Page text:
Two-Step Authentication

Two-step authentication is one way to protect your site. It’s an easy way to tighten up security. You might be familiar with it already…Gmail offers two-step.

How does it work?

When you log on to your WordPress site, the plugin will send you a text code to your cell phone. You enter the code from your phone to log in. Two-step is an effective way to stop hackers, although inconvenient for some. Still, worth it.

WordPress now has two-step authentication using the Google authenticator app for your smart phone. And Duo Security offers a premium two-step plugin.

Backend Security

You should also install a backend security plugin. It’s an easy way to make your site stronger. There are several to choose from, but I’ve been using Better WP Security. It was installed last month during the botnet attacks. I was happy with the results. It’s free and fairly easy to set up and customize.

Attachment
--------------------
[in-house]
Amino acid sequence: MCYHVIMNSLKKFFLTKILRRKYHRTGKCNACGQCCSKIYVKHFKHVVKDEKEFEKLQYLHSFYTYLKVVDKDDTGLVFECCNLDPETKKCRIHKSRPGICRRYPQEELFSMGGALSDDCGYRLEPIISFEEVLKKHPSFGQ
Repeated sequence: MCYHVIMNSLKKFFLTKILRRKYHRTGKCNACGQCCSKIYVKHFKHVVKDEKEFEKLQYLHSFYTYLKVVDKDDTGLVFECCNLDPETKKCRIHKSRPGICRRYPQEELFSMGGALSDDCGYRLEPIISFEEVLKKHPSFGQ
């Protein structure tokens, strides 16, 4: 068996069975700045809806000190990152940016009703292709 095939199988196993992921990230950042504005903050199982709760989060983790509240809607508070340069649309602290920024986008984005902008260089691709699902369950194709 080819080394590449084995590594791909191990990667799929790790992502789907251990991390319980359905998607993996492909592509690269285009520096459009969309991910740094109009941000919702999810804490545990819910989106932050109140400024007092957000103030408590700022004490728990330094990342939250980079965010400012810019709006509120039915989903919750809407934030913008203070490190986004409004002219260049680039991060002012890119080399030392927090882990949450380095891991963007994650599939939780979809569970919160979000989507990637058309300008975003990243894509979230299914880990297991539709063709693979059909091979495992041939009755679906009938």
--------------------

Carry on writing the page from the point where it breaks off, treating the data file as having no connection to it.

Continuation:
Better WP Security Features 

Hide Login. The plugin has an option to hide your login pages, including the admin page.

Backup. The plugin also has a backup database function. I’ve set mine to do automatic updates every single day. You still need to download the backup to your hard drive though.

IP Lockout. One thing I like about his plugin is that it lets you lock out unauthorized logins. Without using c-panel. And it will send you an automatic email when it locks out a specific address. You can also set it up to permanently block IP addresses after one too many failed logins. The plugin even tells you where the hacking attempt originated from…interesting and infuriating at the same time.

Strong Password

A strong password is obviously very important. The longer and more complex, the better. WordPress allows long passwords. I personally use the “blind mash” method. I just push buttons randomly on my keyboard to come up with passwords. They are harder to remember but much more secure than using a single name or email address.

Make sure to use a combo of upper and lower case letters, numbers, and special characters. Here’s an example of a strong username and password combination:

  • Username: %$CxP$9dn3
  • Password:  $%cef5$$r8F#$&Vp